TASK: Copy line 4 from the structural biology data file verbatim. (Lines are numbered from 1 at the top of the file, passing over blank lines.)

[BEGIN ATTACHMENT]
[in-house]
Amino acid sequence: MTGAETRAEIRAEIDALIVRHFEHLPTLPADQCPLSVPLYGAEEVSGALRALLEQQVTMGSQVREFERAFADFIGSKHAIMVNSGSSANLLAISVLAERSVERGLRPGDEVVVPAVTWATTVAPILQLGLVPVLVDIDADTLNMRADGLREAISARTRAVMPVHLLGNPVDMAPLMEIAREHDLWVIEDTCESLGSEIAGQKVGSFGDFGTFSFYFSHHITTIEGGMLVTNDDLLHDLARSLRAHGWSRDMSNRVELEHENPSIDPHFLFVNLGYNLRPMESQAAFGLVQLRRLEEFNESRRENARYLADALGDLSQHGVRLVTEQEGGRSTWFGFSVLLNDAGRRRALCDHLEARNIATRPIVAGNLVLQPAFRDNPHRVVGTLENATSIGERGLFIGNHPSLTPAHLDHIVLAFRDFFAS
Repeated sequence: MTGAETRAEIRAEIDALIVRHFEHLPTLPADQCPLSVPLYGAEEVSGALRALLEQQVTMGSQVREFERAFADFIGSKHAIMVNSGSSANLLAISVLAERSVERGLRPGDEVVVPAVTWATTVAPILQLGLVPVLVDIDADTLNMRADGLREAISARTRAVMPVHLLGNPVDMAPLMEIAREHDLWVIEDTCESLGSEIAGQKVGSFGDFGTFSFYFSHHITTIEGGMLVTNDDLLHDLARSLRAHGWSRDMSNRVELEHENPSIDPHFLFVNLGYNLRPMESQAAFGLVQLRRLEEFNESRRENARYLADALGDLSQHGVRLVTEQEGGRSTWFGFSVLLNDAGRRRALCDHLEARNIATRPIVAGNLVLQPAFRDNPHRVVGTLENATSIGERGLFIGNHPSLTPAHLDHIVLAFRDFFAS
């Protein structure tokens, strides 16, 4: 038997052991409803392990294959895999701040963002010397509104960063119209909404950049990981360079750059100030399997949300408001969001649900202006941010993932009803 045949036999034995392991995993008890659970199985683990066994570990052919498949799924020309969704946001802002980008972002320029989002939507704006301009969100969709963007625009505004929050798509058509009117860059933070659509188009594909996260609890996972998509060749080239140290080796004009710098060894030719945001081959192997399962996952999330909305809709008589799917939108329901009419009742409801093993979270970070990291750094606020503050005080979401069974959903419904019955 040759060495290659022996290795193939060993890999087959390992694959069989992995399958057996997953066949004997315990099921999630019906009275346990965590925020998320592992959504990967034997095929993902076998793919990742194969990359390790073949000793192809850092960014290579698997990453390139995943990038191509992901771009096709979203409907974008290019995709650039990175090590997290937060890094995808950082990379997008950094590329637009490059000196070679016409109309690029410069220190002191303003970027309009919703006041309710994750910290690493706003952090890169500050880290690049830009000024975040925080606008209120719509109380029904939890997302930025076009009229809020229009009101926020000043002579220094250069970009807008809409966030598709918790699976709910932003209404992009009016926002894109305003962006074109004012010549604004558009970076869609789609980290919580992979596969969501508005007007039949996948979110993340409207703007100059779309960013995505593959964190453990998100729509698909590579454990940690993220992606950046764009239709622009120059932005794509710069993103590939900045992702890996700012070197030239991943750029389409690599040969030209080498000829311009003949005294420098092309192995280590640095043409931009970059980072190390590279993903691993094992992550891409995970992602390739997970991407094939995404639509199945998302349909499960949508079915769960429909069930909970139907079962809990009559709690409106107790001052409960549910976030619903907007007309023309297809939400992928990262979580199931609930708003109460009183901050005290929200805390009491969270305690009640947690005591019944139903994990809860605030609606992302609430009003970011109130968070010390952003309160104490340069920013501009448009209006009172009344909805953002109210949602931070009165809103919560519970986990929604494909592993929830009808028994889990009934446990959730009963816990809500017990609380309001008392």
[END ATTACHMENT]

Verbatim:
């Protein structure tokens, strides 16, 4: 038997052991409803392990294959895999701040963002010397509104960063119209909404950049990981360079750059100030399997949300408001969001649900202006941010993932009803 045949036999034995392991995993008890659970199985683990066994570990052919498949799924020309969704946001802002980008972002320029989002939507704006301009969100969709963007625009505004929050798509058509009117860059933070659509188009594909996260609890996972998509060749080239140290080796004009710098060894030719945001081959192997399962996952999330909305809709008589799917939108329901009419009742409801093993979270970070990291750094606020503050005080979401069974959903419904019955 040759060495290659022996290795193939060993890999087959390992694959069989992995399958057996997953066949004997315990099921999630019906009275346990965590925020998320592992959504990967034997095929993902076998793919990742194969990359390790073949000793192809850092960014290579698997990453390139995943990038191509992901771009096709979203409907974008290019995709650039990175090590997290937060890094995808950082990379997008950094590329637009490059000196070679016409109309690029410069220190002191303003970027309009919703006041309710994750910290690493706003952090890169500050880290690049830009000024975040925080606008209120719509109380029904939890997302930025076009009229809020229009009101926020000043002579220094250069970009807008809409966030598709918790699976709910932003209404992009009016926002894109305003962006074109004012010549604004558009970076869609789609980290919580992979596969969501508005007007039949996948979110993340409207703007100059779309960013995505593959964190453990998100729509698909590579454990940690993220992606950046764009239709622009120059932005794509710069993103590939900045992702890996700012070197030239991943750029389409690599040969030209080498000829311009003949005294420098092309192995280590640095043409931009970059980072190390590279993903691993094992992550891409995970992602390739997970991407094939995404639509199945998302349909499960949508079915769960429909069930909970139907079962809990009559709690409106107790001052409960549910976030619903907007007309023309297809939400992928990262979580199931609930708003109460009183901050005290929200805390009491969270305690009640947690005591019944139903994990809860605030609606992302609430009003970011109130968070010390952003309160104490340069920013501009448009209006009172009344909805953002109210949602931070009165809103919560519970986990929604494909592993929830009808028994889990009934446990959730009963816990809500017990609380309001008392």